The historical novel for teenagers is not usually a genre that flies off the shelves. It exists most definitely, but its popularity most recently seems to be concentrated in the form of the classics – myths and legends – having a new upbeat twist. However, every now and then an historical novel is released that makes both young and old turn their heads. Yangsze Choo’s The Ghost Bride is just what I’ve been waiting for, and it should quite simply be THE book for young people wanting to be swept away in a cultural journey, worlds away from the lives we live.
The Ghost Bride immerses you in Malaya at the tail end of the 19th century, a time when a young girl’s marriage is everything to her family, when tradition rules everything, and where words like ‘spirits’ and ‘ancestors’ are used as commonly as ‘tweet’ and ‘inbox’ are today.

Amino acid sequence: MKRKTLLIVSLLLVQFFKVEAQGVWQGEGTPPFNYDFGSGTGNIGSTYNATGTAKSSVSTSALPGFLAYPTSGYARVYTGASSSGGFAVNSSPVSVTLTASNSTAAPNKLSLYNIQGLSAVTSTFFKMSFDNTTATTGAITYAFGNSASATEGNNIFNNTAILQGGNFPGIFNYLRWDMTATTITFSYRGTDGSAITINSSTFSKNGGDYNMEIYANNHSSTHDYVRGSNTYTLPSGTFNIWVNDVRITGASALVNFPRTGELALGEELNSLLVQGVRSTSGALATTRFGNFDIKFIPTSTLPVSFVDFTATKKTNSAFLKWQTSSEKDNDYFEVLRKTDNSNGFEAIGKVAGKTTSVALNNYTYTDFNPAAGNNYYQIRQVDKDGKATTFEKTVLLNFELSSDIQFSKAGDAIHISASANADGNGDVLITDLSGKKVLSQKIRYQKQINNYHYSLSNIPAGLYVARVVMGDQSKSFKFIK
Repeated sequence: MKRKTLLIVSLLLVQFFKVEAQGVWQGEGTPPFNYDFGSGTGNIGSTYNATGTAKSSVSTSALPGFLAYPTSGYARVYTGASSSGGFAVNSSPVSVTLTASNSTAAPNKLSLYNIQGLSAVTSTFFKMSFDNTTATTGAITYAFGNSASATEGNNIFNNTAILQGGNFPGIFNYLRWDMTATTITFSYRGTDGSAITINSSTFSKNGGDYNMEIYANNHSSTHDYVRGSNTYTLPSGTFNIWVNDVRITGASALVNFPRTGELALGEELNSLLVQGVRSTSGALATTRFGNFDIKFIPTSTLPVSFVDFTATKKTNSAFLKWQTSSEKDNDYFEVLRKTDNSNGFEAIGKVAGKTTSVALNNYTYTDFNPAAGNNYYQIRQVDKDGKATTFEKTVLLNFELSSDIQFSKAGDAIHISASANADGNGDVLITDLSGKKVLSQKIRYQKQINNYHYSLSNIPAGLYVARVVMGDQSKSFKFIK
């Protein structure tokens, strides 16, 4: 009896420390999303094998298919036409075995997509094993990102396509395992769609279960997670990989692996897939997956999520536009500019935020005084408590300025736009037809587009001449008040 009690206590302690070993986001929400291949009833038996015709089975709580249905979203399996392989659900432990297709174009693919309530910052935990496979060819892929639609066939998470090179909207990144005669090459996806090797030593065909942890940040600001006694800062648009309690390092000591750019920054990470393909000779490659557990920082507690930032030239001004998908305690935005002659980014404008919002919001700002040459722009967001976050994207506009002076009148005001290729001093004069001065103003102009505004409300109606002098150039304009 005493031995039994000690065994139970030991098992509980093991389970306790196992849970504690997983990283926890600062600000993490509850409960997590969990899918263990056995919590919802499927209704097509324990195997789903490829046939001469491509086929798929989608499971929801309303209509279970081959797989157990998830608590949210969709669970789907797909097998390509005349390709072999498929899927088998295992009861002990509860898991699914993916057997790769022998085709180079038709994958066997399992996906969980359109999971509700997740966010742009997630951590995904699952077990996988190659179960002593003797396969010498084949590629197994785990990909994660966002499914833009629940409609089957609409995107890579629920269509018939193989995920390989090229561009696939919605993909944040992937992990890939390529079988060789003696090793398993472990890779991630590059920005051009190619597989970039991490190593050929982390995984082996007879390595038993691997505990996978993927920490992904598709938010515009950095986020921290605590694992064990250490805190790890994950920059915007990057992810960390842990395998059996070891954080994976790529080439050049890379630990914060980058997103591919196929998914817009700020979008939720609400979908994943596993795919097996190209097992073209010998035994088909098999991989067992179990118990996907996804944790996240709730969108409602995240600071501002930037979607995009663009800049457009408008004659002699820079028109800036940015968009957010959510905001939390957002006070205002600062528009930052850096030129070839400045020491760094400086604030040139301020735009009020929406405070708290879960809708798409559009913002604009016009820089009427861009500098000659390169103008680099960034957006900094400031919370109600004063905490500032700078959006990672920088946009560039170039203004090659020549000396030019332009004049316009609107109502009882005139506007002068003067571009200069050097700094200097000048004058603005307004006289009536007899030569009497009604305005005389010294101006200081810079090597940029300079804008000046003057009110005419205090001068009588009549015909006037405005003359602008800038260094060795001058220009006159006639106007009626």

The novel begins with the heroine, Pan Li Lan, being asked by her father if she would wish to be a ghost bride, sparking an adventure through the different planes of existence we live on and co-habit with spirits. Although described as an historical romance, the novel has stronger aspects of mystery and the supernatural. It delves not only into the business-like arrangement of marriages but the ferocity of the spirit world and all of its levels of bureaucracy and corruption.
As a lover of all things exotic I was hooked from the start. While the use of Malay language can at first be confusing, you soon find yourself accustomed to strange words simply from context and frequent use. That being said, it’s worth reading the passage at the end of the book first to give yourself a head start.
Choo’s vivid descriptions of Malaya’s beautiful landscape, both the reality and the disconcerting ‘plains of the dead’, and the subtle weaving of traditional language and culture through the fabric of the whole text makes this book more than just something to do in your spare time. This is an edge-of-your-seat experience in book form that will take you on a journey from the rain and drizzle of the British summer right back to the intriguing oriental world of the 1890s.
The Ghost Bride by Yangsze Choo
Published by William Morrow